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Biochimie. 2002 May-Jun;84(5-6):399-412.

Mechanisms of colicin binding and transport through outer membrane porins.

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Department of Chemistry and Biochemistry, University of Oklahoma, 620 Parrington Oval, Norman, OK 73019, USA.


To kill Escherichia coli, toxic proteins, called colicins, pass through the permeability barrier created by the outer membrane (OM) of the bacterial cell envelope. We consider a variety of different colicins, including A, B, D, E1, E3, Ia, M and N, that penetrate through the porins OmpF, FepA, BtuB, Cir and FhuA, to subsequently interact with a few targets in the periplasm, including TolA, TolB, TolC and TonB. We review the mechanisms, demonstrated and postulated, by which such toxins enter bacterial cells, from the initial binding stage on the cell surface to the internalization reaction through the OM bilayer. Our discussions endeavor to answer two main questions: what is the origin of colicin-binding affinity and specificity, and after adsorption to OM porins, do colicin polypeptides translocate through porin channels, or enter by another, currently unknown pathway?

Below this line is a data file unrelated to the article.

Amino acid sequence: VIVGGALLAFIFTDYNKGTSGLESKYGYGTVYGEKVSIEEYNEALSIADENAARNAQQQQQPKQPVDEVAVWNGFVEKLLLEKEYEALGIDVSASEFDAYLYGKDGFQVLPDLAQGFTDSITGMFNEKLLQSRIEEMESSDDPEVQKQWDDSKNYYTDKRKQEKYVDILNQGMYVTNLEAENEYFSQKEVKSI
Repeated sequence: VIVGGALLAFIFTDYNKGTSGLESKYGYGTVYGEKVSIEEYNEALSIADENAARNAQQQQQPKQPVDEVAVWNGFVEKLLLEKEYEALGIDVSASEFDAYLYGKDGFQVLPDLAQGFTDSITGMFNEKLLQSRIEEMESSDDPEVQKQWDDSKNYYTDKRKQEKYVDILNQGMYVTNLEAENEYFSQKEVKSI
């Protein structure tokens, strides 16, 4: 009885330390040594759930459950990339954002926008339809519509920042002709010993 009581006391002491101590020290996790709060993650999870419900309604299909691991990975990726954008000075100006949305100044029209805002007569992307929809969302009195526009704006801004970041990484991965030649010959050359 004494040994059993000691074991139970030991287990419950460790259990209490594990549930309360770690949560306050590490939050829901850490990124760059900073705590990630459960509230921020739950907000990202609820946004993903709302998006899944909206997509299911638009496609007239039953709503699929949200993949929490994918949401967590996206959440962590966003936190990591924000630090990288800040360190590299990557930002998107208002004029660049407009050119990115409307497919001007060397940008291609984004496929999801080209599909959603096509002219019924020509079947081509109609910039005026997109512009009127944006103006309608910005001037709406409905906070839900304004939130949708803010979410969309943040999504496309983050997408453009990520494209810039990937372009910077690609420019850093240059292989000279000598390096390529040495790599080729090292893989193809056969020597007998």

[Indexed for MEDLINE]

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